Consider a sales team for example. Let’s say that a company’s sales team is tasked with making 100 calls a week and that the members of that team are hitting their goal each week without any struggle.

The members on the sales team are effective in hitting their goal. However, the question of efficiency comes into play when management looks at how many of those calls turn into solid connections and closed deals.

If less than 10 percent of those calls generate a connection, the productivity is relatively low because the efficiency is not adequately balancing out with the effect. Management can either keep the same strategy or take a new approach.

Perhaps they break up their sales team with certain members handling different parts of the sales process, or they explore a better way of connecting with their customers through a communications company.

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The goal is ultimately going to be finding the right balance, where they’re being efficient with the resources they have to maximize their sales goals without stretching themselves too thin. Finding this balance is often easier said than done, but it’s incredibly important for any business that is going to thrive.

Combining Efficiency and Effectiveness to Maximize Productivity

Being effective vs efficient works best if both are pulled together for the best results.

If a business is ineffective in accomplishing its overall goal, and the customer doesn’t feel that the service is equated with the cost, then efficiency becomes largely irrelevant. The business may be speedy and use minimal resources, but they struggle to be effective. This may put them at risk of going under.

It’s for this reason that it’s best to shoot for being effective first, and then work on bringing efficiency into practice.

Improving productivity starts with taking the initiative to look at how effective a company, employee, or method is through performance reviews. Leaders should make a point to regularly examine performance at all levels on a whole, and take into account the results that are being generated.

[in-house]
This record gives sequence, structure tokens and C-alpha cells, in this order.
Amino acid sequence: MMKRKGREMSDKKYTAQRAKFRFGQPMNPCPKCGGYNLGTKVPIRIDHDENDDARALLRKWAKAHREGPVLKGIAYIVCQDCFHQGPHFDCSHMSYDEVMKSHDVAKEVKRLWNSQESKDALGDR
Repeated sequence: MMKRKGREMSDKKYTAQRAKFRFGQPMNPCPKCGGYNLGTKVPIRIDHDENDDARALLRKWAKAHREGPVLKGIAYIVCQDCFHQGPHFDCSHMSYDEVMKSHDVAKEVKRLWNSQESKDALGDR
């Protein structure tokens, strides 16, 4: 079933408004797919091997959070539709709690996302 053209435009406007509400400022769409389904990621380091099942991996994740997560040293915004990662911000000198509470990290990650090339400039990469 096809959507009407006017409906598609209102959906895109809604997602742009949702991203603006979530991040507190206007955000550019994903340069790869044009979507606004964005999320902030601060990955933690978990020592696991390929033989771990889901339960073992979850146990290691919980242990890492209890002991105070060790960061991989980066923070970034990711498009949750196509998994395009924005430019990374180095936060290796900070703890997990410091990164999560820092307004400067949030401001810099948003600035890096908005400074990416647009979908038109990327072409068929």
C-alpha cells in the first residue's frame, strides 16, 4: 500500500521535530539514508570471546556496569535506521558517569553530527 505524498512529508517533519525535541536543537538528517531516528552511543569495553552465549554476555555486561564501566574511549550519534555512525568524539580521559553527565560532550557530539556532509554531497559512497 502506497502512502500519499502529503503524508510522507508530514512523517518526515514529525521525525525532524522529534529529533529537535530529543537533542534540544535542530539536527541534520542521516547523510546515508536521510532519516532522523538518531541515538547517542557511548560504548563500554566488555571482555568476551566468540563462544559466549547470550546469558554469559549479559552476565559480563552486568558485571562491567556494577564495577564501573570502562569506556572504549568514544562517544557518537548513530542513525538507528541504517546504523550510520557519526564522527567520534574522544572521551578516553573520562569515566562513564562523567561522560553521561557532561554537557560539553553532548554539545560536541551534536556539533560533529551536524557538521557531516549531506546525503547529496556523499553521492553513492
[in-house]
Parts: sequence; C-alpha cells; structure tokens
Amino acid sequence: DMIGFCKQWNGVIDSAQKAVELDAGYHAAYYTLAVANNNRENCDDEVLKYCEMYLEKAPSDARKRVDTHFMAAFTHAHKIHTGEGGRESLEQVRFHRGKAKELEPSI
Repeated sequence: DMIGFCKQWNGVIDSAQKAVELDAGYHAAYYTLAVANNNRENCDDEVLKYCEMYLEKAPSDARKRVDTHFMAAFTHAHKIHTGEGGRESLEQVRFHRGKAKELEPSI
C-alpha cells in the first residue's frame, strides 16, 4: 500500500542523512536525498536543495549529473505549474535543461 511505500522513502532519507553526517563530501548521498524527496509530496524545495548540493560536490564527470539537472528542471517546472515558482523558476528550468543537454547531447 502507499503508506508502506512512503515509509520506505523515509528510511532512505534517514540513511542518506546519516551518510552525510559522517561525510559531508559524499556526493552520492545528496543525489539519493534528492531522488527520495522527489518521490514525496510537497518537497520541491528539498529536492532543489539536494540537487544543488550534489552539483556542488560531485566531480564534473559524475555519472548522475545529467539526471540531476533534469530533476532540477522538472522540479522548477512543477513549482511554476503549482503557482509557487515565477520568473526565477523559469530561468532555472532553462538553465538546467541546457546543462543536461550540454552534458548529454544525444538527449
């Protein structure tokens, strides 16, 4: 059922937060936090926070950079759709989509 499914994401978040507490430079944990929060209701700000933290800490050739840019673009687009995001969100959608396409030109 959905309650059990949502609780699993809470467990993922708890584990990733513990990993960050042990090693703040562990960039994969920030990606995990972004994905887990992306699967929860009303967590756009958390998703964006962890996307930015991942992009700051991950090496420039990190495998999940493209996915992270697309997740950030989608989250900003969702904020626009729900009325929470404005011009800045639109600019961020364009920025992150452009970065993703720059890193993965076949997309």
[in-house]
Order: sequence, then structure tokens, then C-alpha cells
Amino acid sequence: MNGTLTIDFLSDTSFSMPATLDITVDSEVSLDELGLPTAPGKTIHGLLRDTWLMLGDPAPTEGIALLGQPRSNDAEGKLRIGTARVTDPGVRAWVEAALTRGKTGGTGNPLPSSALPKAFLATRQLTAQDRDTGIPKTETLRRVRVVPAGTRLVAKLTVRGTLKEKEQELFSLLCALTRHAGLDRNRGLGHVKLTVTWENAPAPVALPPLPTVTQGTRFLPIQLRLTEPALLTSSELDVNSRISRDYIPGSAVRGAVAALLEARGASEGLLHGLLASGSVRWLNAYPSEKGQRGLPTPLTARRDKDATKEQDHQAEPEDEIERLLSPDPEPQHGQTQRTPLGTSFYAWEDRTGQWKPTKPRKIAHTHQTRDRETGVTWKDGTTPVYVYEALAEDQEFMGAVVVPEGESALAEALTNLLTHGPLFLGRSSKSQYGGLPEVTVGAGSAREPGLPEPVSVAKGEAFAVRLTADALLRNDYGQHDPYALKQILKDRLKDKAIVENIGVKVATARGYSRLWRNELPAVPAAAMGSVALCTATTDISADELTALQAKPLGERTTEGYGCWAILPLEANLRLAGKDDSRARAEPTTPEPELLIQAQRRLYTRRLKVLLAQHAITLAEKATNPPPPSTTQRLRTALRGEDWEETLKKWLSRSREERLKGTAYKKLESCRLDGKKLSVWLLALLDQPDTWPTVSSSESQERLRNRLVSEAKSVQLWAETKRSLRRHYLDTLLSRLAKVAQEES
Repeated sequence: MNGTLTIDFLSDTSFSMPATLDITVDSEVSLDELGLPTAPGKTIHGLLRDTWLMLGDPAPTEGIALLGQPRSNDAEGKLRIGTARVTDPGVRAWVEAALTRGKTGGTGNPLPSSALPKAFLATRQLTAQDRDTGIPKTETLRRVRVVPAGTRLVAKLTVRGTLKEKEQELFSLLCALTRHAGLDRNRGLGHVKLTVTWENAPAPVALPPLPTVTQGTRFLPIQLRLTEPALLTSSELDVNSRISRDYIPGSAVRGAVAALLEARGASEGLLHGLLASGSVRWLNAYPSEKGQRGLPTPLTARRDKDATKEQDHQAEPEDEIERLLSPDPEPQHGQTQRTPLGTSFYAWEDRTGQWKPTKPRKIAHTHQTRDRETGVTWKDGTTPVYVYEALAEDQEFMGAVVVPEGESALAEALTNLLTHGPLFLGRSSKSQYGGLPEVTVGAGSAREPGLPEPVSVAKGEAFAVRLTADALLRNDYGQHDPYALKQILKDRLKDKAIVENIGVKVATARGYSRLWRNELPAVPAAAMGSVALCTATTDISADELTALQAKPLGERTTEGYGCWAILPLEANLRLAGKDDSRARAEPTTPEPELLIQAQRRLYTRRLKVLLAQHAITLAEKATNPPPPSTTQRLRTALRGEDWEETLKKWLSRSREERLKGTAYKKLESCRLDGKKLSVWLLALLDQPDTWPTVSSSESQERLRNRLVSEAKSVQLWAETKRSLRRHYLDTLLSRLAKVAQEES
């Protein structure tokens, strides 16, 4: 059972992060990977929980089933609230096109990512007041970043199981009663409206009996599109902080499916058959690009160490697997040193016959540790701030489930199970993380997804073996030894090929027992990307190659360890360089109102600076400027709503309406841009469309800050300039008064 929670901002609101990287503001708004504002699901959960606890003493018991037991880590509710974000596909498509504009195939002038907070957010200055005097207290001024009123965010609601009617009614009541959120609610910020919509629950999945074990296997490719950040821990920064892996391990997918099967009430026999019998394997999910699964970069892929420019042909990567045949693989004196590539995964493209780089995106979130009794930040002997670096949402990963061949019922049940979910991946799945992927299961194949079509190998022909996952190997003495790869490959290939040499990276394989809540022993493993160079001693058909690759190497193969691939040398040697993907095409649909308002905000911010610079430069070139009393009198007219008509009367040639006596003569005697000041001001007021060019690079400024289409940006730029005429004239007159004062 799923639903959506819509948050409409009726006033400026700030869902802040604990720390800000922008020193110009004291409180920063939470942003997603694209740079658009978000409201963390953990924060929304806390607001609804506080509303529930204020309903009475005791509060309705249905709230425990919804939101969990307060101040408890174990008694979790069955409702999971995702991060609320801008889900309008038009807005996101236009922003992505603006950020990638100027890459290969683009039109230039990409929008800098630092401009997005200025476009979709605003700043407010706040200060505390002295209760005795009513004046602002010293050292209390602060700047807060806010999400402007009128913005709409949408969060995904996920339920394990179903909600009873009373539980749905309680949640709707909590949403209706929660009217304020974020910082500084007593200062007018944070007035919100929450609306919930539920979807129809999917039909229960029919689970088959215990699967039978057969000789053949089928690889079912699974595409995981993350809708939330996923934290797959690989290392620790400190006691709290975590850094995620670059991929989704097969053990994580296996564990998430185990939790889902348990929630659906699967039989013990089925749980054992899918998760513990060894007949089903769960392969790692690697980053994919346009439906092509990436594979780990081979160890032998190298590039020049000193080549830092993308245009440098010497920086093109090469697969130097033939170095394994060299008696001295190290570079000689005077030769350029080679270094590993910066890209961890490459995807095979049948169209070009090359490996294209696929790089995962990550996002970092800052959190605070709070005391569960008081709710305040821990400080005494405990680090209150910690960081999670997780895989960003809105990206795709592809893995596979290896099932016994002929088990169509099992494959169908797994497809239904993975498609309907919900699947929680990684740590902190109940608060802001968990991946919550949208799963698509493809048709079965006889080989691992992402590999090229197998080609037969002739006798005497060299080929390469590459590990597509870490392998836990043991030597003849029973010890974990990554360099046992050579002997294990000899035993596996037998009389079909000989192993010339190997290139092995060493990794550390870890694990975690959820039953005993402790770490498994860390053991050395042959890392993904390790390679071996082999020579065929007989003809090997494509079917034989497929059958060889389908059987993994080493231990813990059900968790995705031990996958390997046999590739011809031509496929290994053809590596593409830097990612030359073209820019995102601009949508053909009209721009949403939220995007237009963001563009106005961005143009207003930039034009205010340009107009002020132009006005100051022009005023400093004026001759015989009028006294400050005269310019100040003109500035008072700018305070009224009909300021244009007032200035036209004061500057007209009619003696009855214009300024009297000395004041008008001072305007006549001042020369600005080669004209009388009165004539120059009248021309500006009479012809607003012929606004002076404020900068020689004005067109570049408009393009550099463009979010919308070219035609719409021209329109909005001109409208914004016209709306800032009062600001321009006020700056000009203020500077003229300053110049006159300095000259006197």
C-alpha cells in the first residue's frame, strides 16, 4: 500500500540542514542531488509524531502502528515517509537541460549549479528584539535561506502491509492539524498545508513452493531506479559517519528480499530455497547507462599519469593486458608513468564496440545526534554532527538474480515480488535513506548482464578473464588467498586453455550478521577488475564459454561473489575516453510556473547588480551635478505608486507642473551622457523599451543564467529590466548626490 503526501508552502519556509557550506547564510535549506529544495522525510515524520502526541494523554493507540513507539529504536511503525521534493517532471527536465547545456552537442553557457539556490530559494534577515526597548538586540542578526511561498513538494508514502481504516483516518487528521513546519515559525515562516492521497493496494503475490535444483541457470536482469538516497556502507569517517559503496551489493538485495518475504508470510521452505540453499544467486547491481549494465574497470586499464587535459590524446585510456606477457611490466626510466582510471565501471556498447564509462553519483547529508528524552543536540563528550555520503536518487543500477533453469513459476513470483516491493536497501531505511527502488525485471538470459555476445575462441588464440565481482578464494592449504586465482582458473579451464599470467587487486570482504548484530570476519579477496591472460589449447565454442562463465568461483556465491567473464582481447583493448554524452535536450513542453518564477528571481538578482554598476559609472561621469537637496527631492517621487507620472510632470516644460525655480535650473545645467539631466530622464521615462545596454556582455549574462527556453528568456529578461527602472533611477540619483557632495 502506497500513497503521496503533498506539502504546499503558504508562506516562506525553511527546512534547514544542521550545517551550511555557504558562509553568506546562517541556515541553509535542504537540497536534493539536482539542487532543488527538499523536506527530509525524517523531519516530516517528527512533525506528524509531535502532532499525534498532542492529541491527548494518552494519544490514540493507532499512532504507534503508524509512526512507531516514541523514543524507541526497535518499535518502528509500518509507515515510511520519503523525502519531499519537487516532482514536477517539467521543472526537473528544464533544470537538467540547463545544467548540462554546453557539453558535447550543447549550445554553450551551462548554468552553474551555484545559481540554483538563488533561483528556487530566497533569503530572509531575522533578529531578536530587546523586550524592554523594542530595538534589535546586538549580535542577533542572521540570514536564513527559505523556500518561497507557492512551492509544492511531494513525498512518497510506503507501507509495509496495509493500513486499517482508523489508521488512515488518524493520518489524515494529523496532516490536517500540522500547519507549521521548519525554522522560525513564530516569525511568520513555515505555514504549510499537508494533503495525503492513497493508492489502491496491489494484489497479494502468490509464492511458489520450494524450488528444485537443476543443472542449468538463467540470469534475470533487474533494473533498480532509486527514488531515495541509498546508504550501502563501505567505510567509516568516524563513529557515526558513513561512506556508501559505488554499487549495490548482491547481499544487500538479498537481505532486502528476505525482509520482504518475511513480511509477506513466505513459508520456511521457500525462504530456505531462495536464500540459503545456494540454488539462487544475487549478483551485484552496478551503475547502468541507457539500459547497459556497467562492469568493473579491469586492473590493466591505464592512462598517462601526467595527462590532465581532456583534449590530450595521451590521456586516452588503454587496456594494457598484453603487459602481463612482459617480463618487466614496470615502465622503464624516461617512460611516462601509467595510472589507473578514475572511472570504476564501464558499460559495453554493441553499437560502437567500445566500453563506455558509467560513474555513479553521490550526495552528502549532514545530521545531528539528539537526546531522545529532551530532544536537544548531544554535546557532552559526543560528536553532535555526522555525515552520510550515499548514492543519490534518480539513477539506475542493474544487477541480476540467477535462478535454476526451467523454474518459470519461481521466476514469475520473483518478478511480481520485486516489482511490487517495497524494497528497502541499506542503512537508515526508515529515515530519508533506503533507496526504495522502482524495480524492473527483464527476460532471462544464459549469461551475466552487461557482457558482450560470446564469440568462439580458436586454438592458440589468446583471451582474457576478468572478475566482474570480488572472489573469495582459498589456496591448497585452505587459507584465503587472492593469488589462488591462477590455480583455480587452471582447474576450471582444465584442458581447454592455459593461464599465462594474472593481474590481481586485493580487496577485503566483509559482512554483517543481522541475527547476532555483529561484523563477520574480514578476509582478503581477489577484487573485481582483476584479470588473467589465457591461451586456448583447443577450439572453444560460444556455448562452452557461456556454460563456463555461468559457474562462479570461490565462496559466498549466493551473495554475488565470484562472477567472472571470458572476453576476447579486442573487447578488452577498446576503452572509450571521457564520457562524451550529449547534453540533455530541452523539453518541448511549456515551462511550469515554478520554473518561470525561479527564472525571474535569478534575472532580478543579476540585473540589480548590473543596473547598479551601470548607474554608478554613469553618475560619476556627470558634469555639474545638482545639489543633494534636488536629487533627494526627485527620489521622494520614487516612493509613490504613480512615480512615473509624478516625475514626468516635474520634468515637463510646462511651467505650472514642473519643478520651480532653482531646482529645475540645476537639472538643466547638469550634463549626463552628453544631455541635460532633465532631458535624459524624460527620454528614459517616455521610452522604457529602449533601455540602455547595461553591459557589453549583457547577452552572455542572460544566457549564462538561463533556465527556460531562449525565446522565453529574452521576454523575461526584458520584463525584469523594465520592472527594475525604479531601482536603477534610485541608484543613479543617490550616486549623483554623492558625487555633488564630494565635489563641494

Businesses and employees often succumb to inefficiency because they don’t look for a better way, or they lack the proper tools to be effective in the most efficient manner possible.

Similar to improving a manager or employee’s level of effectiveness, regularly measuring the resources needed to obtain the desired effect will ensure that efficiency is being accounted for. This involves everything from keeping track of inventory and expenses, to how communication is handled within an organization.

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By putting in place a baseline value for key metrics and checking them once changes have been made, a company will have a much better idea of the results they’re generating.

It’s no doubt a step-by-step process. By making concentrated efforts, weakness can be identified and rectified sooner rather than later when the damage is already done.

Bottom Line

Understanding the differences between being effective vs efficient is key when it comes to maximizing productivity. It’s simply working smart so that the intended results are achieved in the best way possible. Finding the optimal balance should be the ultimate goal for employees and businesses:

  • Take the steps that result in meeting the solution.
  • Review the process and figure out how to do it better.
  • Repeat the process with what has been learned in a more efficient manner.

And just like that, effective and efficient productivity is maximized.

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Featured photo credit: Tim van der Kuip via unsplash.com

Reference

[1] Merriam-Webster: effective and efficient
[2] Mind Tools: Being Effective at Work
[3] Inc.: 8 Things Really Efficient People Do